What is it?
The Jaguar F-Type SVR isn’t your typical ‘halo’ sports car. It was not part of the script written by Jaguar’s product planners in the build-up to the launch of the F-Type roadster in 2013. It was not being thought of as the company’s engineers prepared the F-Type R Coupé for launch a year later. As those same engineers will tell you, when they finished the 542bhp R Coupé, they thought they’d taken the F-Type as far as it could go as a high-performance model. For the record, so did we; it was not a disappointing car to drive.
But when the limited-run F-Type Project 7 came along last year, it changed the picture. Firstly by demonstrating that an appetite for an even more powerful and expensive F-Type did exist, and secondly by allowing the team of specialists that would go on to crew Jaguar Land Rover’s Special Vehicle Operations team to show what they can do.
That pretty much brings us up to date. Jaguar’s first SVR-branded product, the 567bhp F-Type SVR, was unveiled at the 2016 Geneva motor show. It’s the fastest roadgoing Jaguar since the XJ220, capable of an ungoverned 200mph as a fixed-roof coupé. It's also available as a soft-top roadster, albeit with a slightly lower top speed and higher price.
What's it like?
Think of this as a quicker, more composed and less lurid-handling F-Type and you’ll be on the right page. It could hardly have been a stiffer, wilder or more excitable car than the F-Type R Coupé, as anyone who read our 2014 Best Driver’s Car contest may remember. Instead, it was always Jaguar’s intention to add pace, purpose and poise to the F-Type’s arm as well as stability, usability and just a touch of cruising comfort. And mostly, SVO’s expert crew has met those aims.
The Project 7’s highly tuned supercharged 5.0-litre V8 engine provided the mechanical departure point, although in the SVR that motor’s 567bhp finds its way to the road through all four wheels rather than exclusively through the rear axle, and also through an eight-speed automatic gearbox.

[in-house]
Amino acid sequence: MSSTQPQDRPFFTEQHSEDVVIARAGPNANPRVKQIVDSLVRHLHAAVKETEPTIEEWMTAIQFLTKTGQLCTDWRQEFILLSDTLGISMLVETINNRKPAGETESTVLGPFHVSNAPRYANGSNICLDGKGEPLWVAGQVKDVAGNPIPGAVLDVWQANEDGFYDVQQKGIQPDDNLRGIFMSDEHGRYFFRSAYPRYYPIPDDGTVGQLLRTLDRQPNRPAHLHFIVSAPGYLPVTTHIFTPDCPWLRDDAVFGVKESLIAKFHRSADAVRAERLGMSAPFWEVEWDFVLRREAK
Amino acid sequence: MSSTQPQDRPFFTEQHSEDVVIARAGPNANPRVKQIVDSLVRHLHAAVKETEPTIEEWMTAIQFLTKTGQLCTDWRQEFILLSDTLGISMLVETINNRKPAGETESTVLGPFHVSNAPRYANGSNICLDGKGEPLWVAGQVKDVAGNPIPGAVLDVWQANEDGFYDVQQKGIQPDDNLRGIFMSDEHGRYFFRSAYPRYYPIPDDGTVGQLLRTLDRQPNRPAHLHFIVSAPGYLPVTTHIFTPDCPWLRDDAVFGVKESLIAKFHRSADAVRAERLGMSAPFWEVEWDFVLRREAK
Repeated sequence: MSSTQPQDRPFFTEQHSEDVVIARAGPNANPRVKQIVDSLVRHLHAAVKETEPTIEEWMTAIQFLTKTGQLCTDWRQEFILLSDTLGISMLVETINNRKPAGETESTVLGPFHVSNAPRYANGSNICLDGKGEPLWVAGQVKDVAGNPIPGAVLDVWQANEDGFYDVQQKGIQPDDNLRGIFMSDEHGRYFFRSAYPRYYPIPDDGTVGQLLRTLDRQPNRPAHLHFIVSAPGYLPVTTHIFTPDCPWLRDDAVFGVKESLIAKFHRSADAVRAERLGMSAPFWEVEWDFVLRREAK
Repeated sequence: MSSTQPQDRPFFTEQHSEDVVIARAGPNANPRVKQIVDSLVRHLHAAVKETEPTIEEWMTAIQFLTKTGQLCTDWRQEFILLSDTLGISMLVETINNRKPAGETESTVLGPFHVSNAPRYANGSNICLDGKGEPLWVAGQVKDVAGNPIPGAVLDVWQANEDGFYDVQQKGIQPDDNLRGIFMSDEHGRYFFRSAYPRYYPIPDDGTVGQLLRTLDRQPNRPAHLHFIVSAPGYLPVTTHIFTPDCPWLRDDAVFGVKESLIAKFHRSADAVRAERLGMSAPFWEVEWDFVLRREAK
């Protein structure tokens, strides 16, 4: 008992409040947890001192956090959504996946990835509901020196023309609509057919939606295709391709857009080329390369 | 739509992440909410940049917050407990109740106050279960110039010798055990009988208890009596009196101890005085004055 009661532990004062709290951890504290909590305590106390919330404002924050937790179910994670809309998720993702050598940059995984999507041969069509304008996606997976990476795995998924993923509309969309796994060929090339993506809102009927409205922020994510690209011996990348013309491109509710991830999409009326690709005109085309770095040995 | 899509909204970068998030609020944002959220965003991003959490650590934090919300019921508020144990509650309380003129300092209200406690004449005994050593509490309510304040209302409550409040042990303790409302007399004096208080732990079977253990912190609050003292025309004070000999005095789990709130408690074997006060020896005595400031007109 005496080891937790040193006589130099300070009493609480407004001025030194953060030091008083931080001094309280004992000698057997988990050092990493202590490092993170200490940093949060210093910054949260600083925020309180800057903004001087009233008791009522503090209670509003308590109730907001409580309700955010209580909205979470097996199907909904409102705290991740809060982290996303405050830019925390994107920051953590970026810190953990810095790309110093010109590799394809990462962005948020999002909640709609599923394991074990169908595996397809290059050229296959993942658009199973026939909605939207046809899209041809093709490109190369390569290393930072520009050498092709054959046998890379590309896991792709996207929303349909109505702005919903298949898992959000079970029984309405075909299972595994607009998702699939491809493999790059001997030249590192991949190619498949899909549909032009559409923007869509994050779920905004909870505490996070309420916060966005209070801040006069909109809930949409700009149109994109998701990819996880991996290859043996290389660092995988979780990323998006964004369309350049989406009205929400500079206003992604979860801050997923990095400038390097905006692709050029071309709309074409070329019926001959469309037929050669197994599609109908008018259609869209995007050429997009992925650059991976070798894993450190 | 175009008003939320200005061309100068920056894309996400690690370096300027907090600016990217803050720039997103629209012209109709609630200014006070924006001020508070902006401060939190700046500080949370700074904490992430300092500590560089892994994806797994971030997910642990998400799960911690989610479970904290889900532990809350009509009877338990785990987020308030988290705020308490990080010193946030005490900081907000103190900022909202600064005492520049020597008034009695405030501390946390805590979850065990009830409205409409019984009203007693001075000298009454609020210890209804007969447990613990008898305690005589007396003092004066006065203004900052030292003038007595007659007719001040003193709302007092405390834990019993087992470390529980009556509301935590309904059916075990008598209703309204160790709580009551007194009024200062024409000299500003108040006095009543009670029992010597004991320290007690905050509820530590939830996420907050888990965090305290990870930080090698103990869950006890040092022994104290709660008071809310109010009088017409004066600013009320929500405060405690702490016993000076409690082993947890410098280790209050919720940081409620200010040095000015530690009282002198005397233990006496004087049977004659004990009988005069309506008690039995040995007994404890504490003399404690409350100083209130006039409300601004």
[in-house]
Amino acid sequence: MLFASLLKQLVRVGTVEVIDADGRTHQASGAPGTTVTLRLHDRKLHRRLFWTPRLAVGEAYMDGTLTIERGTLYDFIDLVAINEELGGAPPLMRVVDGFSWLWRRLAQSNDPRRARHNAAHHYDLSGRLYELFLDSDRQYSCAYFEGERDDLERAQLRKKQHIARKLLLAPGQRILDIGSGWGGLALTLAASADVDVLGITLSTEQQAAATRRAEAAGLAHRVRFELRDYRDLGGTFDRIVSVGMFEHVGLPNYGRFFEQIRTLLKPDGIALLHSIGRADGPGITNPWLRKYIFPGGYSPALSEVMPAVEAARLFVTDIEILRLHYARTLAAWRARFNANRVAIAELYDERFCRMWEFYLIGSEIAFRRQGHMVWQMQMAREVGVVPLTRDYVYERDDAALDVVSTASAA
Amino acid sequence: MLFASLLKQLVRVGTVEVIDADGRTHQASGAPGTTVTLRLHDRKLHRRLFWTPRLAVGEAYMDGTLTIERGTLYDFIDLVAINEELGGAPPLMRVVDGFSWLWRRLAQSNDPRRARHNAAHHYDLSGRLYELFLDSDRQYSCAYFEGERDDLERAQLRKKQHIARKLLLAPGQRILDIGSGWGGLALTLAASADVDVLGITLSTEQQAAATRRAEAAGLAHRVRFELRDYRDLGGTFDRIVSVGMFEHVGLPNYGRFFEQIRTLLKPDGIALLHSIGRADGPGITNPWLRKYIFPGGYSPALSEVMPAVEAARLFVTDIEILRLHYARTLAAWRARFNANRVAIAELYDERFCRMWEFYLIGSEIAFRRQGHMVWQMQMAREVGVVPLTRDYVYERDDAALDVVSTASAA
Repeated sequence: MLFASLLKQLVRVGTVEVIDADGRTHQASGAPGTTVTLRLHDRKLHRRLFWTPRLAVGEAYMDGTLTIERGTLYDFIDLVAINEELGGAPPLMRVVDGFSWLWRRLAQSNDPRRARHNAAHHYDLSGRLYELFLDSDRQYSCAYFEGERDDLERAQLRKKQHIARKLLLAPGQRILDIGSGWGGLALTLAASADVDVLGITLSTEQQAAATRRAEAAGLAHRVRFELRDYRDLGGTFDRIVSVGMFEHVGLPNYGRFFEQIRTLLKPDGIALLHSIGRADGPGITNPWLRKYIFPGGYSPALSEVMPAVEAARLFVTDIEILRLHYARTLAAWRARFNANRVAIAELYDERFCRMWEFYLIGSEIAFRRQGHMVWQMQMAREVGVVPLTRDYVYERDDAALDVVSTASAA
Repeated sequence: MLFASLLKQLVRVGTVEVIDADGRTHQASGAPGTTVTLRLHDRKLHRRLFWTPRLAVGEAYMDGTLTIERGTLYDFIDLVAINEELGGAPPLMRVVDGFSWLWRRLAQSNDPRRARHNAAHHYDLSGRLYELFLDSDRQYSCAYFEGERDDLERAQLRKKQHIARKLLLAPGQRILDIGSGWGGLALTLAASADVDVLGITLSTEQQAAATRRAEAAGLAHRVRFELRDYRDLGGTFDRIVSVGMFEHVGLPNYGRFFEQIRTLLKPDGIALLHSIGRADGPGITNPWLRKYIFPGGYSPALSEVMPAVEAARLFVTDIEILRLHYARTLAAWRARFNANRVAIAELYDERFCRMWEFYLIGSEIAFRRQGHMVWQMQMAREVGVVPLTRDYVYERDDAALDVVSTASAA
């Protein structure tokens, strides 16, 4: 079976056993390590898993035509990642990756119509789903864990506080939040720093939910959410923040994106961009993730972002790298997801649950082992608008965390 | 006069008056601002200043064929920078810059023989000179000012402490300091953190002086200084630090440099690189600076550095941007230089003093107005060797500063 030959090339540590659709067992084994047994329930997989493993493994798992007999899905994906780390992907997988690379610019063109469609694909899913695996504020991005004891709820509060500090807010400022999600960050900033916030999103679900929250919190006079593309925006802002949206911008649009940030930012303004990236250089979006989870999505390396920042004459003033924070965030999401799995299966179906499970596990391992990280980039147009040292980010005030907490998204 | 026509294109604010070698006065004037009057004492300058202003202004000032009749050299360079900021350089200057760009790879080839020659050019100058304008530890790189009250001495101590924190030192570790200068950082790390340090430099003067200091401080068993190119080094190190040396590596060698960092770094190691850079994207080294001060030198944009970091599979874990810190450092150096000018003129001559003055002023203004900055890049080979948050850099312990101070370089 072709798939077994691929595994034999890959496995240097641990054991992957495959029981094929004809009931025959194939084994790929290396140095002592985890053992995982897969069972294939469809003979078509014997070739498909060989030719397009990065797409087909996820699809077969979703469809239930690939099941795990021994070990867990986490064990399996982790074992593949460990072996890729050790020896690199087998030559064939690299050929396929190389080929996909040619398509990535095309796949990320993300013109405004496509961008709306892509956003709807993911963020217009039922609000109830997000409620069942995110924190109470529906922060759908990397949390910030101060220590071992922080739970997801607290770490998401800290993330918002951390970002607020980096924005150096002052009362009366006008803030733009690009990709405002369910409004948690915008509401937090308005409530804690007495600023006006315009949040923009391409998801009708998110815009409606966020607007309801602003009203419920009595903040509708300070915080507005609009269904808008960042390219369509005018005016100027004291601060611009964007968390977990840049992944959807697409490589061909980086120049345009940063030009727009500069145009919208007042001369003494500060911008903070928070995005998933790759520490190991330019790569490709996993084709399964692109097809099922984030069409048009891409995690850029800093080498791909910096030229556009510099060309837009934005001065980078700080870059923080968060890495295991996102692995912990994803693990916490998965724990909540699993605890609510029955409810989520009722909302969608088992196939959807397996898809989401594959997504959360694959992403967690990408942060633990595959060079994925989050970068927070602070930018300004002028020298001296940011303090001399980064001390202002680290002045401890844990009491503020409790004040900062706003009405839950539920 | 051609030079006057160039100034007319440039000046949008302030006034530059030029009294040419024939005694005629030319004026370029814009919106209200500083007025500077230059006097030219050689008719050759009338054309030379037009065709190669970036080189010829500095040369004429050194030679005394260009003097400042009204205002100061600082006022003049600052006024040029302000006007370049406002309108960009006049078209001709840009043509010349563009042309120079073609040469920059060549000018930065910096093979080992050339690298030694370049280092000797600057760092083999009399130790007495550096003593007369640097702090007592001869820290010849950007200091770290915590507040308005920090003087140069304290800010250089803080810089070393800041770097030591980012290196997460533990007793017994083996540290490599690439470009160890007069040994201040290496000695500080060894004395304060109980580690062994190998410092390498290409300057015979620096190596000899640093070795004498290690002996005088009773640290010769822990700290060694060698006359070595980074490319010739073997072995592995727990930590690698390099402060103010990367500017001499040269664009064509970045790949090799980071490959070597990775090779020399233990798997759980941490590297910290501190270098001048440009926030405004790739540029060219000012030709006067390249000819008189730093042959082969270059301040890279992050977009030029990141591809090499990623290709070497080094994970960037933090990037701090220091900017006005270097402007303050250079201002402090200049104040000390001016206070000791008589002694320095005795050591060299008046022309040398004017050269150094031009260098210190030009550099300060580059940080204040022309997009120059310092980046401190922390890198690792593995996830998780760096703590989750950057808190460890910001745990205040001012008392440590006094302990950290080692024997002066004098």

Wider 20in forged alloy wheels, new adaptive dampers, retuned anti-roll bars and a new lightweight knuckle for the rear suspension complete the SVR’s chassis overhaul. Retuned control software for the power steering, automatic gearbox, stability control, active rear differential and four-wheel drive system is part of the deal, too.
That says nothing about the major effort put into making this a genuine 200mph car: on aerodynamics. Drop a Project 7 engine into a normal F-Type coupé and it would stop accelerating just shy of 190mph. But with a wider and more slippery front valance, vented front wings that take pressure out of the wheel arches, a sleeker underbody, a new exhaust and an active rear wing and diffuser that between them reduce rear axle lift to almost nothing, the SVR apparently motors on to the magic 200mph – given enough space to do it.
The Motorland Speedway in Aragon, Spain, didn’t provide quite enough space, but I can tell you that at 180mph the SVR is accelerating still – much as it’ll matter to anyone interested in this car as a roadgoing machine. More important, although you wouldn’t say the F-Type has been utterly transformed by the attentions of the SVO team, plenty of meaningful gains have certainly been made, enabling us to consider this the most stable, driveable and dynamically sophisticated F-Type of the lot.